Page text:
Thursday CoronaBuzz, July 16, 2020: 49 pointers to new resources, useful stuff, research news, and more.

Wash your hands and stay at home as much as you can. When you go out, please wear a mask. Please be careful. I love you.


University of North Carolina: ‘Heroes Health’ mental wellness app launched by School of Medicine and UNC Health. “The UNC School of Medicine and UNC Health have launched the Heroes Health Initiative to help support the mental health of first responders and health care workers during the COVID-19 global pandemic. The app is available through the App Store/Google Play Store in the United States, free of charge to first responders, health care workers and their organizations.”

Khaleej Times: UAE coronavirus updates available on new website. “The website is the result of a collaboration between three authorities: the National Emergency Crisis and Disaster Management Authority (NCEMA), the UAE Ministry of Health and Prevention (MoHAP) and the Federal Competitiveness and Statistics Authority (FCSA). It provides the latest coronavirus news and statistics such as total tests, cases, deaths and recoveries.”

The Guardian: New points-based tool could gauge Covid-19 risk for health workers. “A new points-based checklist could help keep healthcare workers safe by offering a way to calculate their risk of severe illness or death from Covid-19, researchers have said, stressing its usefulness for workers of black, Asian and ethnic minority heritage.”

PR Newswire: New COVID-19 Policy Mapping Tool and Database Released to Help Inform Decision Making (PRESS RELEASE). “Amid a resurgence in COVID-19 cases and in anticipation of outbreaks intensifying over the summer, the experts behind have launched a new policy mapping tool and comprehensive database. The tool allows community and national leaders to measure their phased reopening and ongoing local disease spread against the impact of specific policies—like social distancing, wearing masks or limiting crowd size—on suppressing COVID-19 across the United States and around the world.”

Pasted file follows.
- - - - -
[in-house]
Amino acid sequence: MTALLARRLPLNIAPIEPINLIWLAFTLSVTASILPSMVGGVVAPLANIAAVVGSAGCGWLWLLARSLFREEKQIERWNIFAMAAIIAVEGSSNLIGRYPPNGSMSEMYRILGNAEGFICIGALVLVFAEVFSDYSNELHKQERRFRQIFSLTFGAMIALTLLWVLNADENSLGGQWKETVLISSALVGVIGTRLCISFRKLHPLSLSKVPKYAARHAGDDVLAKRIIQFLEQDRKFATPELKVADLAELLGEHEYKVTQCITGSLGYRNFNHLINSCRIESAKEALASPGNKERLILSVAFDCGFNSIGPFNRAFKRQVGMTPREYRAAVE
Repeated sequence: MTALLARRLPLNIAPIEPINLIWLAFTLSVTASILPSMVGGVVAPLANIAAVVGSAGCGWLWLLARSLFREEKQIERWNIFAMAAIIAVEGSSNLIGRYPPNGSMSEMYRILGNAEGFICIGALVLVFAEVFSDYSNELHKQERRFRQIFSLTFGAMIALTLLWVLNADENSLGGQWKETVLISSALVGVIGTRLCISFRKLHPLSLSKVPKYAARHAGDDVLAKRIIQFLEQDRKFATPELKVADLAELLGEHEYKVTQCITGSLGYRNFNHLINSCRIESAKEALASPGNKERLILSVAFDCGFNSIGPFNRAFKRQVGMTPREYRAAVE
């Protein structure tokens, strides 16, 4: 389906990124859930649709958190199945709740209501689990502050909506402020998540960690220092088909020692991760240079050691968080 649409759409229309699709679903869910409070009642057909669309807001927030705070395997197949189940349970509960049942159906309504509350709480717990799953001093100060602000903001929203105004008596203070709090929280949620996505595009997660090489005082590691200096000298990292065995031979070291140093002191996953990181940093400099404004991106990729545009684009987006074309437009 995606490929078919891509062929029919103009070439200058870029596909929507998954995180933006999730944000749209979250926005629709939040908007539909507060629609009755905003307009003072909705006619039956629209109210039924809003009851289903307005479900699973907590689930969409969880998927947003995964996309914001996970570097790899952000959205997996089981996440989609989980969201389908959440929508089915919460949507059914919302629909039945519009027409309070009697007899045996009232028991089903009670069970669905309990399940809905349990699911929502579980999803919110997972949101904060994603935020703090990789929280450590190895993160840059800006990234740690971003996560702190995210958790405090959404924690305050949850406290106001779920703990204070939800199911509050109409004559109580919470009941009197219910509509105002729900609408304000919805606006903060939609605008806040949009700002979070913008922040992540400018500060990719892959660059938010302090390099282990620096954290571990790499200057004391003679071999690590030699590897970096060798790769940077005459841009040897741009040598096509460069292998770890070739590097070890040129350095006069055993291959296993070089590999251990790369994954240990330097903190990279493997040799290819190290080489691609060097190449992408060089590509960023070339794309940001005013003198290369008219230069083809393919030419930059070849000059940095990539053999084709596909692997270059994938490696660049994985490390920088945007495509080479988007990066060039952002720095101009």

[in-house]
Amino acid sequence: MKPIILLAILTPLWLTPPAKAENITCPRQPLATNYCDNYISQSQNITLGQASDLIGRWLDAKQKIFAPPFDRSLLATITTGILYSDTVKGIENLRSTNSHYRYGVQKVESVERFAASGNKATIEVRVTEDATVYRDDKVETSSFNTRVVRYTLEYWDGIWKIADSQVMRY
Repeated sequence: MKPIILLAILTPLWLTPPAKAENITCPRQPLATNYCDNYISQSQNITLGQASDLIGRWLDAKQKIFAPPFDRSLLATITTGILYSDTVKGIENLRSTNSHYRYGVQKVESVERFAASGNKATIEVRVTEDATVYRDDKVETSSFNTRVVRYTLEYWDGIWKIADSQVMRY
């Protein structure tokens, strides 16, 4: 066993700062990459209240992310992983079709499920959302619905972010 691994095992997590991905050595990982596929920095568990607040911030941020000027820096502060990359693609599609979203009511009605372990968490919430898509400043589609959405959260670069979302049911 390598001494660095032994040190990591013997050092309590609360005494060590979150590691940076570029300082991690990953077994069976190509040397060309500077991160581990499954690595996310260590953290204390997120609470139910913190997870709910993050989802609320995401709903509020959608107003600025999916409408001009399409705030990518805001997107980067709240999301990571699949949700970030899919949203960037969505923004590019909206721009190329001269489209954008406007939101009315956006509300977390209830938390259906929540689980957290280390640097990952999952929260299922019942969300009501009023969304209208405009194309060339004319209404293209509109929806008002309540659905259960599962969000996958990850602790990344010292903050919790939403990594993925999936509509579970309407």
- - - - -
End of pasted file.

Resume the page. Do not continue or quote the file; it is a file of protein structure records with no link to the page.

Polygon: This website turns your browser into a view through someone else’s window. “Their new website WindowSwap invites users to ‘open a new window somewhere in the world.’ When you click on the button on the site, it opens a new browser window (ha) that takes up the width of the computer screen and is filled with a video of a user-submitted view from their window.” Super-neat and a much-needed reminder that the world is beautiful.


8NewsNow (Nevada): NDE launches digital learning website to help students with online education. “The website, called the Nevada Digital Learning Collaborative (NvDLC), features new tools and resources, such as curricular materials and instructional strategies, that will help students and educators.”

ABC8: Nebraska rolls out new site for COVID-19 information. “Governor Pete Ricketts on Wednesday announced a new website dedicated to providing updates about Nebraska’s response to COVID-19. The site… contains information about the virus and a variety of resources including health guidelines, state case information, guidance documents, testing information and more.”

WTVA: New website launched for Mississippi PPE providers. “On Wednesday, Governor Tate Reeves announced a new, online resource to help Mississippi businesses, schools, churches and other organizations who need to purchase personal protective equipment. The website serves as a hub, where Mississippi businesses can help the state’s own residents when it comes to buying PPE items that are in high demand.”


New York Times: How to Fight Health ‘Cures’ Online. “Anne Borden King had already battled online health misinformation as a parent of a child with autism. Then, as a patient, she was barraged on Facebook by bogus cancer ‘cure’ advertisements after posting about her diagnosis. Borden, a co-founder of the Campaign Against Phony Autism Cures, talked to me about what we and Facebook can do to stamp out the worst kinds of junk health information that preys on people’s fears. It requires us to have some uncomfortable conversations, and for Facebook to fundamentally change how it works.”


AP: Number of laid-off workers seeking jobless aid stuck at 1.3M. “The number of laid-off workers seeking unemployment benefits remained stuck at 1.3 million last week, an historically high level that indicates many companies are still cutting jobs as the viral outbreak intensifies.”


AFP Fact Check: False social media posts purport to share coronavirus guidelines from Sri Lankan hospital. “An image has been shared repeatedly on Facebook and WhatsApp alongside a claim it shows a list of COVID-19 preventive measures issued by Sri Lanka’s Infectious Diseases Hospital (IDH). The claim is false; the hospital said it did not issue the purported recommendations; Sri Lankan health officials urged the public to ‘strictly adhere” to approved COVID-19 guidelines; the purported recommendations in the misleading posts have previously been debunked by health experts.”


ProPublica: Different Names, Same Address: How Big Businesses Got Government Loans Meant for Small Businesses. “From Vibra’s corporate address in Pennsylvania, 26 limited liability companies received PPP loans, 23 of them from the same bank, with almost all the loan approvals coming on the same day in April. ProPublica found several other large businesses employing the same apparent strategy of counting each of their LLCs or other entities as a separate business. In Las Vegas, a casino operator backed by hedge funds got 20 loans. Two nursing home chains received tens of millions of dollars: One chain in Illinois got loans for 51 different entities, while another based in Georgia got 19. Together, ProPublica was able to identify up to $516 million that flowed to just 15 organizations.”